About the workshop/relevance:
Social network analysis as a field of study is growing rapidly and in popularity. It is now evolving into a new paradigm across academia, business, industry, popular culture and folklore. It is both an approach and a tool to uncover and understand the hidden side of connections that drive certain phenomenon involving a network of human players. SNA is the technique of mapping and monitoring the relationships and flow of knowledge between individuals, teams, organizations, electronic devices, URLs and other interconnected entities. With the success of social networking tools like Facebook, Twitter, Myspace and Orkut with the masses, their influence on the group behavior and opinions are being increasingly felt every day. SNA is since being perceived from being a suggestive metaphor to an analytic approach to a paradigm, with its own theoretical statements, methods, social network analysis software, and researchers.
Introduce the audience to the goals and perspectives of network analysis.
o Understanding of network data and issues related to collection, validity, visualization and mathematical/computer representation.
o Methods of detection and description of structural properties such as centrality, cohesion, subgroups, cores, roles etc.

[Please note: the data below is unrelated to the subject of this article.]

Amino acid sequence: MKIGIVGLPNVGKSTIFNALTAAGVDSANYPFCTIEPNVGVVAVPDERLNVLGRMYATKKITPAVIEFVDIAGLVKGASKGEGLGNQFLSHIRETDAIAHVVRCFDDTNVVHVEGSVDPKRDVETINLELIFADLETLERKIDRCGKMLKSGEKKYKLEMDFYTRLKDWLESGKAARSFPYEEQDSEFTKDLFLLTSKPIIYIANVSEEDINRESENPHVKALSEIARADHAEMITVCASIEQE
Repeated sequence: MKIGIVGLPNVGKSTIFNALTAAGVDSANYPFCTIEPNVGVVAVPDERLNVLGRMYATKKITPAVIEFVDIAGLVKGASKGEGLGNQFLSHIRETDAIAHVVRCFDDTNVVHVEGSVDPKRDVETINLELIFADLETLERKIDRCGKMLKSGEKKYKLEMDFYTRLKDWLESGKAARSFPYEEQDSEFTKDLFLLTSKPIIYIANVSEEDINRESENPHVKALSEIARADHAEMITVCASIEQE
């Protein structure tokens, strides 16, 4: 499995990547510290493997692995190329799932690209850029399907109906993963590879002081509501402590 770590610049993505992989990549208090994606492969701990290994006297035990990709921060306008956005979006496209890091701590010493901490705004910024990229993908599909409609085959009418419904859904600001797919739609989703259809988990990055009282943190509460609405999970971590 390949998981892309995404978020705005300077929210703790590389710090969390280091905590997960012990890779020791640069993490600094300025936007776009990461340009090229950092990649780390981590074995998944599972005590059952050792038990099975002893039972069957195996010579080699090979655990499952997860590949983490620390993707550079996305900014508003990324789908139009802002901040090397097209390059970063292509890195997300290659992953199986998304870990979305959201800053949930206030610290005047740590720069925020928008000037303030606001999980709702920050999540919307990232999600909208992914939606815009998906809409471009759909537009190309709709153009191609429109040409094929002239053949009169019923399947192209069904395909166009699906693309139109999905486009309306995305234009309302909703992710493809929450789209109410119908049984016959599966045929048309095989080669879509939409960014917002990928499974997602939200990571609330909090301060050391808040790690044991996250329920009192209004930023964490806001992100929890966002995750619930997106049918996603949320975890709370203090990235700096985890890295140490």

At the end of the course, the participants will be,
o Able to examine data in 'social networks way'
o Identify and formulate network analysis problems
o Solve them using network analysis software and Interpret the obtained results.
About the Faculty:
Kevin Crowston is a Professor of Information Studies at the Syracuse University School of Information Studies since 1996. He received his A.B. (1984) in Applied Mathematics (Computer Science) from Harvard University and a Ph.D. (1991) in Information Technologies from the Sloan School of Management, Massachusetts Institute of Technology (MIT). His current research interests include: empirical studies of coordination-intensive processes in human organizations; theoretical characterizations of coordination problems and alternative methods for managing them; and design and empirical evaluation of new kinds of computer systems to support people working together.
Facilities at the workshop:
Accommodation was offered to the outstation participants at a discounted rate at ‘The Fern Residency’. The delegates were handed the workshop kit that included A bag pack, Workshop presentation Material, Workshop CD (Pajek software, Presentation slides, Reference book etc), Notepad and a pen. The participants who were not carrying their own laptops were provided with individual desktops/laptops to be used during the workshop.
The contents of the workshop were spread over 3 days. The detailed session plan was as mentioned below.
Workshop Participants :
There were 29 participants in all for the workshop. They were drawn from all parts of the country and abroad. The classification of the participants is pictorially represented below.
Day 1 Proceedings: